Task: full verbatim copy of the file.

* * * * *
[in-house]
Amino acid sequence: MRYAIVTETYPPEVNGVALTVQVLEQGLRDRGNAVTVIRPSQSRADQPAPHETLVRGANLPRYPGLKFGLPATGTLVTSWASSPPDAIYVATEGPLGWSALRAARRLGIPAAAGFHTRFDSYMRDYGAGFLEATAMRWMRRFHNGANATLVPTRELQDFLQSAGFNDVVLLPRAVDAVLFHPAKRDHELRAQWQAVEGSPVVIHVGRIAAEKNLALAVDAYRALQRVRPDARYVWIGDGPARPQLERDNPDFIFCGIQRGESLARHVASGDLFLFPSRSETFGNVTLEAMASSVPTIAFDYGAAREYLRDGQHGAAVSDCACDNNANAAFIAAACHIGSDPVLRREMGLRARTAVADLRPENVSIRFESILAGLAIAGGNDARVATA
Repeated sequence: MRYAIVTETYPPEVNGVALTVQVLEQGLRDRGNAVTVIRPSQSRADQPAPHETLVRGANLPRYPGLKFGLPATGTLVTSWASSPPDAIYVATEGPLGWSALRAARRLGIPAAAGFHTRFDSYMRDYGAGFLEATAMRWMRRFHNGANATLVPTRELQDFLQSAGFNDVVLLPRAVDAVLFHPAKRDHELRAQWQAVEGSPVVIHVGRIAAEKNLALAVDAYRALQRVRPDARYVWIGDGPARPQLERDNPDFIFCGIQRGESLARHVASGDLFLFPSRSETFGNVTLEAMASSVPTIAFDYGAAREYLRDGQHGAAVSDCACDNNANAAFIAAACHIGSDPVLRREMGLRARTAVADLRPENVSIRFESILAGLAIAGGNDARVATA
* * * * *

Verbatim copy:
[in-house]
Amino acid sequence: MRYAIVTETYPPEVNGVALTVQVLEQGLRDRGNAVTVIRPSQSRADQPAPHETLVRGANLPRYPGLKFGLPATGTLVTSWASSPPDAIYVATEGPLGWSALRAARRLGIPAAAGFHTRFDSYMRDYGAGFLEATAMRWMRRFHNGANATLVPTRELQDFLQSAGFNDVVLLPRAVDAVLFHPAKRDHELRAQWQAVEGSPVVIHVGRIAAEKNLALAVDAYRALQRVRPDARYVWIGDGPARPQLERDNPDFIFCGIQRGESLARHVASGDLFLFPSRSETFGNVTLEAMASSVPTIAFDYGAAREYLRDGQHGAAVSDCACDNNANAAFIAAACHIGSDPVLRREMGLRARTAVADLRPENVSIRFESILAGLAIAGGNDARVATA
Repeated sequence: MRYAIVTETYPPEVNGVALTVQVLEQGLRDRGNAVTVIRPSQSRADQPAPHETLVRGANLPRYPGLKFGLPATGTLVTSWASSPPDAIYVATEGPLGWSALRAARRLGIPAAAGFHTRFDSYMRDYGAGFLEATAMRWMRRFHNGANATLVPTRELQDFLQSAGFNDVVLLPRAVDAVLFHPAKRDHELRAQWQAVEGSPVVIHVGRIAAEKNLALAVDAYRALQRVRPDARYVWIGDGPARPQLERDNPDFIFCGIQRGESLARHVASGDLFLFPSRSETFGNVTLEAMASSVPTIAFDYGAAREYLRDGQHGAAVSDCACDNNANAAFIAAACHIGSDPVLRREMGLRARTAVADLRPENVSIRFESILAGLAIAGGNDARVATA